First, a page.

Gas Gas Is Back In The Game
The Spanish, or more properly Catalan brand, has had a tumultuous history. Solid motorcycles mixed with the companies financial woes in a shaky economy led to bankruptcy, turnovers and near death for the company. Yet in 2016 Torrot Electric purchased the Gas Gas brand and placed enthusiast principles in key positions to get things pointed in the right direction. In the US, the brand has unified the trials and enduro motorcycle businesses, as well as the parts business as one with its ownership also under the Torrot company. And to top it all off there is now the introduction of an all-new EC and XC Enduro Racing bikes. Along with the new bikes the company has racing and demo plans so things are looking up. Dirt Bike Test attended the one-day US press introduction to get a feel for the new 300s and see where things are going.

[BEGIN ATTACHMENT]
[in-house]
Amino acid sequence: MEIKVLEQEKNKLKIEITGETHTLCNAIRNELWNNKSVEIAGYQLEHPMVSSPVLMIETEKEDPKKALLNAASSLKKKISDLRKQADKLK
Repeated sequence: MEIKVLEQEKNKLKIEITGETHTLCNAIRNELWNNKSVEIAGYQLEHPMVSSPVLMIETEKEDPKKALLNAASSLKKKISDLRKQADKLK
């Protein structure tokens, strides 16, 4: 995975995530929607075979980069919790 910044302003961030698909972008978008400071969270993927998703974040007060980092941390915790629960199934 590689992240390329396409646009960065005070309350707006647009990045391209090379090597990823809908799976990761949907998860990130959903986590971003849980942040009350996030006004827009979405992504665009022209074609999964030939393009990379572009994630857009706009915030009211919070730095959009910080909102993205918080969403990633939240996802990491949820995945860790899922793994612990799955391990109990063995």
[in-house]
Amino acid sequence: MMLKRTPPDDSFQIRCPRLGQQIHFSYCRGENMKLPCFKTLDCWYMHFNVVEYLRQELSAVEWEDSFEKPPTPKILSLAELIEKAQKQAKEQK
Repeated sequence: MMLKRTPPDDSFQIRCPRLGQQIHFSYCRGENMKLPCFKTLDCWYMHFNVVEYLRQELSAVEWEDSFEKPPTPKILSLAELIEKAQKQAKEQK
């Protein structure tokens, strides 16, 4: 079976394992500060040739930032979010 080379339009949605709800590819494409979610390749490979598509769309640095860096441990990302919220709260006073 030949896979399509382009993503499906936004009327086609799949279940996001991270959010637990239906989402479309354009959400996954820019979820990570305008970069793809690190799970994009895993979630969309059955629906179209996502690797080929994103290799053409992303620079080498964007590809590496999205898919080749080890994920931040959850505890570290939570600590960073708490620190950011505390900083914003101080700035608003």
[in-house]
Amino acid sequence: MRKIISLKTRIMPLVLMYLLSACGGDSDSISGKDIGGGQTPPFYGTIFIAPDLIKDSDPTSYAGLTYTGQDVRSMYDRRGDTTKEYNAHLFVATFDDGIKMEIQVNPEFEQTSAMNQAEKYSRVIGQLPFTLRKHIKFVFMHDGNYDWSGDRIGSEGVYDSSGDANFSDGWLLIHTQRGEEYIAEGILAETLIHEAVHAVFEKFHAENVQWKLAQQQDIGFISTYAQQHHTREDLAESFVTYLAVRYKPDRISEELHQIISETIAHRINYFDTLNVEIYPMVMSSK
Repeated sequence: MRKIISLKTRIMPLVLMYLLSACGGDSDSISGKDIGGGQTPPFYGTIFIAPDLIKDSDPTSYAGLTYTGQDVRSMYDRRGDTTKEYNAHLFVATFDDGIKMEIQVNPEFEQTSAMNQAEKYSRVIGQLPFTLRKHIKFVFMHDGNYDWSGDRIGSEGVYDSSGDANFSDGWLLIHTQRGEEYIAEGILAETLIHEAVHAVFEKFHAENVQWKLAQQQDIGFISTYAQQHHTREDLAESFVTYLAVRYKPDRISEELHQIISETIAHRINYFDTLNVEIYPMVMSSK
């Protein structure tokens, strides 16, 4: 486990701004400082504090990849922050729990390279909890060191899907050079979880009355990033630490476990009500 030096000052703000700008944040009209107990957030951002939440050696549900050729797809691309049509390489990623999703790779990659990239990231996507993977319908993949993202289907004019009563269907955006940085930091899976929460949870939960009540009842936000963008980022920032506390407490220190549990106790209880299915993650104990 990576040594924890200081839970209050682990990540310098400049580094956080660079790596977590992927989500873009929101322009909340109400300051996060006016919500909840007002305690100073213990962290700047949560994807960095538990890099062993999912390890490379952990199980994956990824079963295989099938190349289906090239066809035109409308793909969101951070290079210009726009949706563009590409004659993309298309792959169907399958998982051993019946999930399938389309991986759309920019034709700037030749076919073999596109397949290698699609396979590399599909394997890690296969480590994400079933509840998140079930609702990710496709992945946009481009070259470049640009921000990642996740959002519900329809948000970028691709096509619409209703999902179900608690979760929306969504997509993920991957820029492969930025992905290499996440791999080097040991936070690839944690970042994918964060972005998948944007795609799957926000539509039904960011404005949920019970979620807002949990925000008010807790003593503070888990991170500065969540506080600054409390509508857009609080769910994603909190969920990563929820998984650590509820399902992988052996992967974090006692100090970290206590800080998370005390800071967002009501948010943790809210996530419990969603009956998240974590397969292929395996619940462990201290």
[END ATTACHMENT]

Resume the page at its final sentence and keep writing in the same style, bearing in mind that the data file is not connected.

Right from the first look at the 2018 bike in person, it looks smaller, slimmer, lighter and more agile. Just moving it around you can feel it is lighter, especially at the back of the bike. It now feels like a two-stroke in weight, not heavy like a four-stroke as the old bike did when pushing it or placing the bike on a stand. Those familiar with previous Gas Gas bikes will also notice a higher level of finish to the parts, specifically the welds on the frame and the hardware bolting it together.
In the what’s new department, it would be easier to say what has not changed. Basically the engine cases and transmission stay the same, everything else is brand new. The engine has a new crankshaft and a redesigned cylinder and head for improved power. The ignition system is new and charges a lithium battery. The clutch is now controlled with a Magura master cylinder.